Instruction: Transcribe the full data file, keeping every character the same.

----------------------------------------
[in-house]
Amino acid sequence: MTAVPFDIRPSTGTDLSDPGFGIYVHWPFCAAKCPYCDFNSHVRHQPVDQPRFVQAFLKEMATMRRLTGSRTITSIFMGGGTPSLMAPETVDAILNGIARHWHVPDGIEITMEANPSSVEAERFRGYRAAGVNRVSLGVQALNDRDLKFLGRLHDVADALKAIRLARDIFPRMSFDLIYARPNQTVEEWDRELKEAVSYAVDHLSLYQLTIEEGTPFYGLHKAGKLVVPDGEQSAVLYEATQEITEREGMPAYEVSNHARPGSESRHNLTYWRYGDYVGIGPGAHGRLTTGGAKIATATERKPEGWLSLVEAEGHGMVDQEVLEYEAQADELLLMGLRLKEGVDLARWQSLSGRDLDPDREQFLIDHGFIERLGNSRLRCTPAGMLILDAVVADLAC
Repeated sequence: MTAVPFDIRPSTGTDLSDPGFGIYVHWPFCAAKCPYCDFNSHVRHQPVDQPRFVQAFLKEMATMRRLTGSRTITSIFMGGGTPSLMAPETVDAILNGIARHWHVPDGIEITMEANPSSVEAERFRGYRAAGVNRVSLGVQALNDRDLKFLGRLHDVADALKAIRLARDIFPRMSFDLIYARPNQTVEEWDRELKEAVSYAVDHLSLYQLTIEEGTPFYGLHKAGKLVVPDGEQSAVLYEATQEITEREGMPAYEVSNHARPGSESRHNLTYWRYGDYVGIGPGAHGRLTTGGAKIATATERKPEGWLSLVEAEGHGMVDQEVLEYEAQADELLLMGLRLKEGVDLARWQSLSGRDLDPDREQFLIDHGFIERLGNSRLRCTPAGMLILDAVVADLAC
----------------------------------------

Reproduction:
[in-house]
Amino acid sequence: MTAVPFDIRPSTGTDLSDPGFGIYVHWPFCAAKCPYCDFNSHVRHQPVDQPRFVQAFLKEMATMRRLTGSRTITSIFMGGGTPSLMAPETVDAILNGIARHWHVPDGIEITMEANPSSVEAERFRGYRAAGVNRVSLGVQALNDRDLKFLGRLHDVADALKAIRLARDIFPRMSFDLIYARPNQTVEEWDRELKEAVSYAVDHLSLYQLTIEEGTPFYGLHKAGKLVVPDGEQSAVLYEATQEITEREGMPAYEVSNHARPGSESRHNLTYWRYGDYVGIGPGAHGRLTTGGAKIATATERKPEGWLSLVEAEGHGMVDQEVLEYEAQADELLLMGLRLKEGVDLARWQSLSGRDLDPDREQFLIDHGFIERLGNSRLRCTPAGMLILDAVVADLAC
Repeated sequence: MTAVPFDIRPSTGTDLSDPGFGIYVHWPFCAAKCPYCDFNSHVRHQPVDQPRFVQAFLKEMATMRRLTGSRTITSIFMGGGTPSLMAPETVDAILNGIARHWHVPDGIEITMEANPSSVEAERFRGYRAAGVNRVSLGVQALNDRDLKFLGRLHDVADALKAIRLARDIFPRMSFDLIYARPNQTVEEWDRELKEAVSYAVDHLSLYQLTIEEGTPFYGLHKAGKLVVPDGEQSAVLYEATQEITEREGMPAYEVSNHARPGSESRHNLTYWRYGDYVGIGPGAHGRLTTGGAKIATATERKPEGWLSLVEAEGHGMVDQEVLEYEAQADELLLMGLRLKEGVDLARWQSLSGRDLDPDREQFLIDHGFIERLGNSRLRCTPAGMLILDAVVADLAC